When people set New Year’s resolutions, most often they are just vague and unrealistic ideas of the things they want to achieve. They’re not well-thought-out, they’re not practical, and they have no real game plan people can follow to achieve them.

You can apply the SMART method to a variety of goals, both professional and personal, and you’ll have an actual blueprint to success if all your goal-setting endeavors.

Step #2 – Write it down!

By juggling family, school, career, and a hundred other things, we can often get lost in life’s daily routines. By writing things down, we can put everything that’s on our mind in front of ourselves, therefore cleaning out our subconscious of all the mental clutter.

Especially when it comes to setting new goals, writing them down is crucial. Writing helps you organize your thoughts and visualize your goals. Moreover, you can track your progress by creating plans and checklists for yourself to follow. This will give you an added sense of accomplishment and motivate you to move forward.

So don’t hesitate – pull out that journal and write down every goal you have for the next year (and how you plan on achieving it.)

Step #3 – Embrace what you’ve learned.

Setting goals involves listing out what you need to do to achieve them.

More often than not, the lessons you’ve learned throughout the year will serve as stepping stones to your success in the future.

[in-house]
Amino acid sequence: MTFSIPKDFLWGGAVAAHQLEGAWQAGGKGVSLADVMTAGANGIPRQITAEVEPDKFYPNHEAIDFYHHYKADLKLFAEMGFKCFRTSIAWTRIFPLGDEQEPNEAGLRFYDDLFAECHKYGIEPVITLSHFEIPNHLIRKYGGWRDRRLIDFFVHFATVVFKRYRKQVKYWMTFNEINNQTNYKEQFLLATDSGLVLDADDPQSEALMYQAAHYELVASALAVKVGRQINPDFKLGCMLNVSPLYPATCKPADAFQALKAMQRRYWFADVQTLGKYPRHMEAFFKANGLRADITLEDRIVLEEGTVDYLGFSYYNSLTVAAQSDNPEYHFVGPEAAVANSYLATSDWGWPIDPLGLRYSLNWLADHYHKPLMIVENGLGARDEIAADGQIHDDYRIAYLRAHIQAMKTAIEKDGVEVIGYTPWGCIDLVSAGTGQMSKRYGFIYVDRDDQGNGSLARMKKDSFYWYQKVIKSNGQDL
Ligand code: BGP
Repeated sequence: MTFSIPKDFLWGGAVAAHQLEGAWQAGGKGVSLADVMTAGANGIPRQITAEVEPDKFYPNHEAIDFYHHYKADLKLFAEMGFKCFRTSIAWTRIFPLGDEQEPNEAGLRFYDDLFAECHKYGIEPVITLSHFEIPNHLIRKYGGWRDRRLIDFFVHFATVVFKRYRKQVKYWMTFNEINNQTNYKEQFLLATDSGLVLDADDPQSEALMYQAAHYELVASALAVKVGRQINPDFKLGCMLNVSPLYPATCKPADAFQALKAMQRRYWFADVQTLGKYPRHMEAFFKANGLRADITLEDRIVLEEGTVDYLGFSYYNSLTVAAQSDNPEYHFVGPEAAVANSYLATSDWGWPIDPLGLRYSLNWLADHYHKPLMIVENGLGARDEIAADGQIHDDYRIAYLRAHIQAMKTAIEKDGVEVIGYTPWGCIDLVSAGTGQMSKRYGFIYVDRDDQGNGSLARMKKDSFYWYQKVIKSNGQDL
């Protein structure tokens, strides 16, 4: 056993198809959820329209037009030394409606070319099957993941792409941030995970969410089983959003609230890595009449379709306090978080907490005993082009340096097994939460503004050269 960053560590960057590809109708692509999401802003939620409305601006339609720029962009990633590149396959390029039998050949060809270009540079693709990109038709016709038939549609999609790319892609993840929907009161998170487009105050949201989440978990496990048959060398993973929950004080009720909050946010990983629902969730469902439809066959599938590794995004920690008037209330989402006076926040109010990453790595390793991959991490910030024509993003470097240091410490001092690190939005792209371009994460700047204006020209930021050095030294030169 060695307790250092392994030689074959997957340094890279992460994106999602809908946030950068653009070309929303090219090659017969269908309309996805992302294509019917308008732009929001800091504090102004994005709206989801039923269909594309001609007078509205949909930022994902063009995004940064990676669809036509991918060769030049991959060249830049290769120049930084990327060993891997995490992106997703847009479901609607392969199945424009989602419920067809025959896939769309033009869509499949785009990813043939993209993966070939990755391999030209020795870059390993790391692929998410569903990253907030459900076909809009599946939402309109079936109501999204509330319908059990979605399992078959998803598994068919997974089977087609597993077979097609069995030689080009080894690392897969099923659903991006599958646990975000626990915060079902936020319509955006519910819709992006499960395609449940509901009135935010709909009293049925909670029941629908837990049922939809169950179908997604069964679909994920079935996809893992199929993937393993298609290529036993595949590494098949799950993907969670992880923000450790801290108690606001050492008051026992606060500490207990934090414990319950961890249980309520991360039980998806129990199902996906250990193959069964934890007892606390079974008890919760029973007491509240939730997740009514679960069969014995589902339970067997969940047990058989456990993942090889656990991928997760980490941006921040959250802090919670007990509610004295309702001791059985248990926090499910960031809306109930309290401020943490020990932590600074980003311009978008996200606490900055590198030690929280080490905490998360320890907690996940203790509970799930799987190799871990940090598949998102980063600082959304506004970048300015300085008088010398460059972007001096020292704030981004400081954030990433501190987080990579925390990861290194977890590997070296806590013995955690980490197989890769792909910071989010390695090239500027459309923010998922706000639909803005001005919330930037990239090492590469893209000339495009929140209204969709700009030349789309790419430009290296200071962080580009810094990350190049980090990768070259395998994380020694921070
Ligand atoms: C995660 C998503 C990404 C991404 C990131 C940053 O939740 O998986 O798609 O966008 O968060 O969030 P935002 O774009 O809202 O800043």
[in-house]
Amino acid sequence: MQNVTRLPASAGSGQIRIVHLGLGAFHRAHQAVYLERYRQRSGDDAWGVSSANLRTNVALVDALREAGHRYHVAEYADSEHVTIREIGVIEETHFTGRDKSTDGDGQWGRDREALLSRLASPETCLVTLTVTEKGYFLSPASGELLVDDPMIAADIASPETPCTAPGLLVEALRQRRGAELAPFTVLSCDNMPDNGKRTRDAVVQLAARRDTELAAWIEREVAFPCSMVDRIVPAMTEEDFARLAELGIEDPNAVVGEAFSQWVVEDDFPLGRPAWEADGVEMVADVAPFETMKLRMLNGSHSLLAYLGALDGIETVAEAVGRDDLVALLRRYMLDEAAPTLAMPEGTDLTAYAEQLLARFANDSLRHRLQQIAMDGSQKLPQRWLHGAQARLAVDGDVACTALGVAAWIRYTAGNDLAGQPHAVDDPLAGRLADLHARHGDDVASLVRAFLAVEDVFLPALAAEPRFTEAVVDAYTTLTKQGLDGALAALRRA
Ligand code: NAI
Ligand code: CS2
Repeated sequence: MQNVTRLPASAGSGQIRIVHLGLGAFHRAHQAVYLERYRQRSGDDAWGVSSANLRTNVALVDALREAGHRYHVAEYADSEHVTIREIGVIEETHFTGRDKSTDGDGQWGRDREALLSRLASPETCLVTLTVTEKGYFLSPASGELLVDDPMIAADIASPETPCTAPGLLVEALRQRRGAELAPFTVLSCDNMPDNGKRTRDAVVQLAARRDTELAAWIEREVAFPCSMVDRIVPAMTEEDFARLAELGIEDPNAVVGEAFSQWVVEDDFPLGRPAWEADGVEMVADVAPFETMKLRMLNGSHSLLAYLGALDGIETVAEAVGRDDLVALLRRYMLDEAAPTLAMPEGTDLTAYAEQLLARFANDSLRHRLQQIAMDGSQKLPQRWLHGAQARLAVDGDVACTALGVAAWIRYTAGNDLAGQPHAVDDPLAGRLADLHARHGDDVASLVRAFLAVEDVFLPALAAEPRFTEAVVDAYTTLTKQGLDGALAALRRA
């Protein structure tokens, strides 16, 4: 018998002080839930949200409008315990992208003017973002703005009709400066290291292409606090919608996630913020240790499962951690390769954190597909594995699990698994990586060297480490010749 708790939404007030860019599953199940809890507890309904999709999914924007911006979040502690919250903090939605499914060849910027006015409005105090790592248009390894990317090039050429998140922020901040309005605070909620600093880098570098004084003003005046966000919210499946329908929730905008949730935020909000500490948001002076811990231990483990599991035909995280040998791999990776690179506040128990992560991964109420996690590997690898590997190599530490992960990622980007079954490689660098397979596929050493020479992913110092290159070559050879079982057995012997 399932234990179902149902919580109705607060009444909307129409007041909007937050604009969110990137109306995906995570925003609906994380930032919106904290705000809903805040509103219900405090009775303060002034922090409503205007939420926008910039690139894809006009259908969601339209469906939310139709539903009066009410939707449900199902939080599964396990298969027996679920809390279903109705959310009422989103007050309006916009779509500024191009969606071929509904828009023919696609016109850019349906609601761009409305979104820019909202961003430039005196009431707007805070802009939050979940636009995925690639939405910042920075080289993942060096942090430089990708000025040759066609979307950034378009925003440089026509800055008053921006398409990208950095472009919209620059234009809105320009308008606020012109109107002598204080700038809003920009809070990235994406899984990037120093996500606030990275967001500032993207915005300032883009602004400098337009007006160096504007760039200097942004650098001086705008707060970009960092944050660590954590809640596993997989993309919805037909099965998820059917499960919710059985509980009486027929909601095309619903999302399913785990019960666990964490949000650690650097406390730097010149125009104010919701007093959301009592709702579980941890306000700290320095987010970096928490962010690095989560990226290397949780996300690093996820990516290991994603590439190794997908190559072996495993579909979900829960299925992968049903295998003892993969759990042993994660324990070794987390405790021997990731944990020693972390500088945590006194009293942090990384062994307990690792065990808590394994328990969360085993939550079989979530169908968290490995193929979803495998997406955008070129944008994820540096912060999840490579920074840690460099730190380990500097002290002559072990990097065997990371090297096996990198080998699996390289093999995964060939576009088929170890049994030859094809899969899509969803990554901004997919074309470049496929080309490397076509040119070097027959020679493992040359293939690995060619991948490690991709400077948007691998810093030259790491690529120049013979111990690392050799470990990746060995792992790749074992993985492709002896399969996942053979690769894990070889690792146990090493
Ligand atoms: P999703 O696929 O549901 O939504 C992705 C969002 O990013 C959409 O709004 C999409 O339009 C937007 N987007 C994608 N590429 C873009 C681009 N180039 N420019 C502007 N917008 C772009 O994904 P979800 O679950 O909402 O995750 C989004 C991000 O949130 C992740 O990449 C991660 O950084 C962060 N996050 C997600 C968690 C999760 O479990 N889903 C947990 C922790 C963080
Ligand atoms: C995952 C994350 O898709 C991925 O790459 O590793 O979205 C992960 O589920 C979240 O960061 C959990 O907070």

When you’re writing down all the steps you need to follow to achieve your goal, make sure you take into account everything you’ve learned, and use it to optimize your approach and your attitude.

Also, remember to embrace failure as a necessary part of achieving every goal. Success doesn’t happen in spite of mistakes, it happens because you can learn from them when you make them.

Step #4 – Don’t self-sabotage!

Whatever your goal is, you can drastically increase your chances of success by limiting the amount of self-sabotaging behaviors you have.

Do you find yourself comparing yourself to others? Do you find yourself having a problem with authority? Do you think people’s qualities are fixed, or do you think people can grow past their mistakes?

These types of behaviors are very common and yet very personal. Everyone has them, but they’re different for everyone.

In order to realize your own limiting beliefs and self-sabotaging behaviors, you have to go back to the first part of this process and reflect on the things you’ve learned about yourself through your own experiences.

Once you do that, you can actually take effective steps toward developing a new habit and healing that self-sabotaging behavior.

Step #5 – Enjoy the process!

Massive successes are made up of small victories. Whatever your goal is – earning more money, having better relationships, or losing 20 lbs, chances are it’s not going to happen overnight.

You have to learn to enjoy the process.

Having goals is crucial, but if you never take the time to enjoy the process of achieving them, achieving the goal itself will not give you the satisfaction you desire.

If you can learn to derive genuine satisfaction from the process itself, you will achieve any goal you set your mind to – I promise you.